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Epstein Compensation In Selig's Hands

The Red Sox requested in late December that MLB commissioner Bud Selig resolve the Theo Epstein compensation issue, reports Gordon Wittenmyer of the Chicago Sun-Times.  The Cubs were granted permission to speak to Epstein by the Red Sox and hired him as president of baseball operations in October.  Since then, the two teams have been unable to determine what compensation the Red Sox should receive for Epstein, since he had a year remaining on his contract.

Back on November 17th, Epstein said talks were "very amicable" and lots of jokes were being made on the topic.  At that point, the plan was to re-engage after the Rule 5 draft, which happened on December 8th.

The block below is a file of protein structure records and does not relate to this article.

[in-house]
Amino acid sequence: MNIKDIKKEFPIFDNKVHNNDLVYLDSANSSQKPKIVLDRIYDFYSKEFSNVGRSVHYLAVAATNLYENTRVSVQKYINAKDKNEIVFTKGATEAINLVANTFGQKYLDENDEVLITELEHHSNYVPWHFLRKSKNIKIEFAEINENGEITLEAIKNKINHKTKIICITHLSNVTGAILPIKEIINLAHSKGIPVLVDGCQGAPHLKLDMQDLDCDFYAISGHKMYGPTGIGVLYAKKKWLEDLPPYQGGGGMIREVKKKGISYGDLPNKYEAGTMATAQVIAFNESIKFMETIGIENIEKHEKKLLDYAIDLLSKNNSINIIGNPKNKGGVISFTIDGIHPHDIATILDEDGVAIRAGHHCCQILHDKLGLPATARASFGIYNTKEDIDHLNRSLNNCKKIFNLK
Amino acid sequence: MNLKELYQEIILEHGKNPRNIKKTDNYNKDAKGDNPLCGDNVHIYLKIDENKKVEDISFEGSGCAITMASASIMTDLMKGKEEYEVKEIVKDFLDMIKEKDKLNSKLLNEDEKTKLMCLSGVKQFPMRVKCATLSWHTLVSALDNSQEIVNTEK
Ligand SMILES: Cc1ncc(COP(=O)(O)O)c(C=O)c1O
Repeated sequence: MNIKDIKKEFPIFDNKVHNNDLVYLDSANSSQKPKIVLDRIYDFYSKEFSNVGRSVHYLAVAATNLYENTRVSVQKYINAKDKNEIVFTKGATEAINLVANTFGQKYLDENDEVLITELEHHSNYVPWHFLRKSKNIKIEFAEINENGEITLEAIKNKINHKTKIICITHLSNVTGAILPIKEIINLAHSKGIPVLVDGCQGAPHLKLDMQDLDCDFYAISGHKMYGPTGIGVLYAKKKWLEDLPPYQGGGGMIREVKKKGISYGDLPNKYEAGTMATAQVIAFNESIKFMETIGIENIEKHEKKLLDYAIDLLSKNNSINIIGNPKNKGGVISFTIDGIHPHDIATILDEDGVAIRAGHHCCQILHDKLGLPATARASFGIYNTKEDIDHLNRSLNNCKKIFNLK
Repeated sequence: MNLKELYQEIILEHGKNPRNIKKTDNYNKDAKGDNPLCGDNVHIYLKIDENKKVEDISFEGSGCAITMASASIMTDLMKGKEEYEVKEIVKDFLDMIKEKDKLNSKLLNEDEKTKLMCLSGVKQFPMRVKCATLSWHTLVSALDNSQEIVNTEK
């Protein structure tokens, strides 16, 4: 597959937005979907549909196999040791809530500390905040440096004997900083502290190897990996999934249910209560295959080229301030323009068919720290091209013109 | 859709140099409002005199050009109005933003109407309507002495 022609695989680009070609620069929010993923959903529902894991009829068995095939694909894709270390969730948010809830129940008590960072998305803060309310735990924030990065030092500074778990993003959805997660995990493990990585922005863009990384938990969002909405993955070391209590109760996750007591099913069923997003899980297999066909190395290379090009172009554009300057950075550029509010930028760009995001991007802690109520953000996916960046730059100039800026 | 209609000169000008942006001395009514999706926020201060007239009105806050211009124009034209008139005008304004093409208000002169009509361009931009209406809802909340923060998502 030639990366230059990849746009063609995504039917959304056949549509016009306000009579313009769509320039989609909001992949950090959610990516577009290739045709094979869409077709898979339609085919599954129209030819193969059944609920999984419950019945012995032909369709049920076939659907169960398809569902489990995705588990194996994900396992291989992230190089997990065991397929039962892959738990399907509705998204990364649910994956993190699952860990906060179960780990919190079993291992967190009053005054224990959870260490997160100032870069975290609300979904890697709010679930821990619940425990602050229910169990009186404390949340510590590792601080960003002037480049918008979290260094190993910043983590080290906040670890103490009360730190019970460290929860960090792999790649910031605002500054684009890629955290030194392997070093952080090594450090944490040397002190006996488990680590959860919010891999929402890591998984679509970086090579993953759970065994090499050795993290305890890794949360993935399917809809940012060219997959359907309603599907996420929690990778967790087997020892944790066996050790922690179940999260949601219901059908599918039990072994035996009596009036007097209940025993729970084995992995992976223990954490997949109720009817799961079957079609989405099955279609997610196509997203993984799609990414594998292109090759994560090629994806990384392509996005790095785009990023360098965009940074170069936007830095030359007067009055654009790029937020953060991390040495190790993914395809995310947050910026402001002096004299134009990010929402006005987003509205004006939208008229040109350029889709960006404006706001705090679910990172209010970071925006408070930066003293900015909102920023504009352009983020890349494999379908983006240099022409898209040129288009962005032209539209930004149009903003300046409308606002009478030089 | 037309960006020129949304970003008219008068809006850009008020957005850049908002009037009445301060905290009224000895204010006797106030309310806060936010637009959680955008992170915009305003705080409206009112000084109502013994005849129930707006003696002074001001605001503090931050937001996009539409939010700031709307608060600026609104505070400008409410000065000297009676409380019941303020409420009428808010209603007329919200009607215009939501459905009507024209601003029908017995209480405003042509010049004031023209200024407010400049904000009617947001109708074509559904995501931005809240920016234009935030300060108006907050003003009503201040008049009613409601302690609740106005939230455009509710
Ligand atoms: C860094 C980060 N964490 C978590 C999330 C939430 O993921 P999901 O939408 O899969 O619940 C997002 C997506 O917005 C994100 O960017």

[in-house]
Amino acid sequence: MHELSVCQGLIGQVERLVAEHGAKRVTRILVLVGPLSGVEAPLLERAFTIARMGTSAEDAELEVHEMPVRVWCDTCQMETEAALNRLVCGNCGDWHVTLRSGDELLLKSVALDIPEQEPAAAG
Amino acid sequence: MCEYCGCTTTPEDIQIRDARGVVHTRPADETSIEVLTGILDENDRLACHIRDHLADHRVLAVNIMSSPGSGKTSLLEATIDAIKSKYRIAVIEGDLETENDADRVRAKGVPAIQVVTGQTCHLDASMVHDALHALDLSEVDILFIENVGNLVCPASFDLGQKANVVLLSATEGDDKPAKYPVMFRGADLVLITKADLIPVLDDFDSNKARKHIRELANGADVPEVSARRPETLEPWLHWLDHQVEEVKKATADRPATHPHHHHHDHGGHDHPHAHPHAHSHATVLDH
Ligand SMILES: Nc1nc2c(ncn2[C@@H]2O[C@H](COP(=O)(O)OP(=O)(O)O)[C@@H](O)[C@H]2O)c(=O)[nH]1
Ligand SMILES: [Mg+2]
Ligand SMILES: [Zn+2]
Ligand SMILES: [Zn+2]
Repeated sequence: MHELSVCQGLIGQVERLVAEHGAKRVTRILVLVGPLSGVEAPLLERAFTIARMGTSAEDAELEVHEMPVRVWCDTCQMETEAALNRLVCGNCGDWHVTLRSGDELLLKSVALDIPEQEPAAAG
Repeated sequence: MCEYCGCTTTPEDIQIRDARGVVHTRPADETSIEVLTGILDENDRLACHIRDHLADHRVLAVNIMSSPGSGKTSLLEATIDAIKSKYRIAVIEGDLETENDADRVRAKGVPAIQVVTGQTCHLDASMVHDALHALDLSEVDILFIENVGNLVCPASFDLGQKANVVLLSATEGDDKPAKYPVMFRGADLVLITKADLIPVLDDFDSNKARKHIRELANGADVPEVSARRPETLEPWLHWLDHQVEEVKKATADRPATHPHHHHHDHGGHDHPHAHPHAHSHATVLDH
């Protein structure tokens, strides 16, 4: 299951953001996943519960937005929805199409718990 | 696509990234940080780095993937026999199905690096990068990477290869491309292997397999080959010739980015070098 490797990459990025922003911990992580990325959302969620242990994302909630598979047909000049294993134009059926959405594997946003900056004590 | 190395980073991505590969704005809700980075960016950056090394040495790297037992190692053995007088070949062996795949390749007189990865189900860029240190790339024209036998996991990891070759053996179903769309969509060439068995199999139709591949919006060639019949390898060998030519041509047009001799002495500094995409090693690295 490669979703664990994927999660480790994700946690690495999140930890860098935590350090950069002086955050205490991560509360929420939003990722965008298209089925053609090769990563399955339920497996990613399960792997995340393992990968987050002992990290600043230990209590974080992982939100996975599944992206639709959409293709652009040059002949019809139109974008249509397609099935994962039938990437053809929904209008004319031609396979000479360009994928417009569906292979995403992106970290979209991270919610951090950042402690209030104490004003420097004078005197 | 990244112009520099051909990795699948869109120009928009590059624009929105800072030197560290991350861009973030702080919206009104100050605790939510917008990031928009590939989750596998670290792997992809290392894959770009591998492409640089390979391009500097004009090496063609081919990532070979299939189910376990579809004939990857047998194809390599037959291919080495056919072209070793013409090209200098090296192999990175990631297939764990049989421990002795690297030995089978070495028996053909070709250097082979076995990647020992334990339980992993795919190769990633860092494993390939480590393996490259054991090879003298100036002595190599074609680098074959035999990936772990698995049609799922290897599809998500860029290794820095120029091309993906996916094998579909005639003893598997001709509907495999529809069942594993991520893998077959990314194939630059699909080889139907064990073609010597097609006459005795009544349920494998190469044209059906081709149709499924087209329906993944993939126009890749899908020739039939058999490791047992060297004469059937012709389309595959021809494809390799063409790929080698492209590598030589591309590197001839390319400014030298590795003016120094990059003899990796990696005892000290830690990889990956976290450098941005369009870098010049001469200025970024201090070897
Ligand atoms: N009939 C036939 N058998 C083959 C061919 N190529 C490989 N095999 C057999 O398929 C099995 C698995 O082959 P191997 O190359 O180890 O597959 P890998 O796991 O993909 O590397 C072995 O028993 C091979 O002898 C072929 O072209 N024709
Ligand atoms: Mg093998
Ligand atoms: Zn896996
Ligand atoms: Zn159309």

Last Thursday on WEEI's Dennis & Callahan show, Epstein said he and new Red Sox GM Ben Cherington were trying to work it out, but they might need some help to get it done.  Epstein explained his stance: "Throughout the history of baseball, there's really only a handful of instances in which there's been any compensation whatsoever for executives."  He added that in those cases, "compensation has been pretty reasonable.  When Andy MacPhail, who had won two World Series, left on a lateral move from Minnesota to Chicago back in '94, his compensation was the 30th-ranked prospect in the Cubs' system [Hector Trinidad] and a little bit of cash."  In Epstein's opinion, "There's no precedent for major, major compensation here."  The Red Sox feel that Epstein is more valuable than MacPhail or any manager, according to Wittenmyer, and CEO Larry Lucchino has at various points floated the names of Matt Garza and Brett Jackson.








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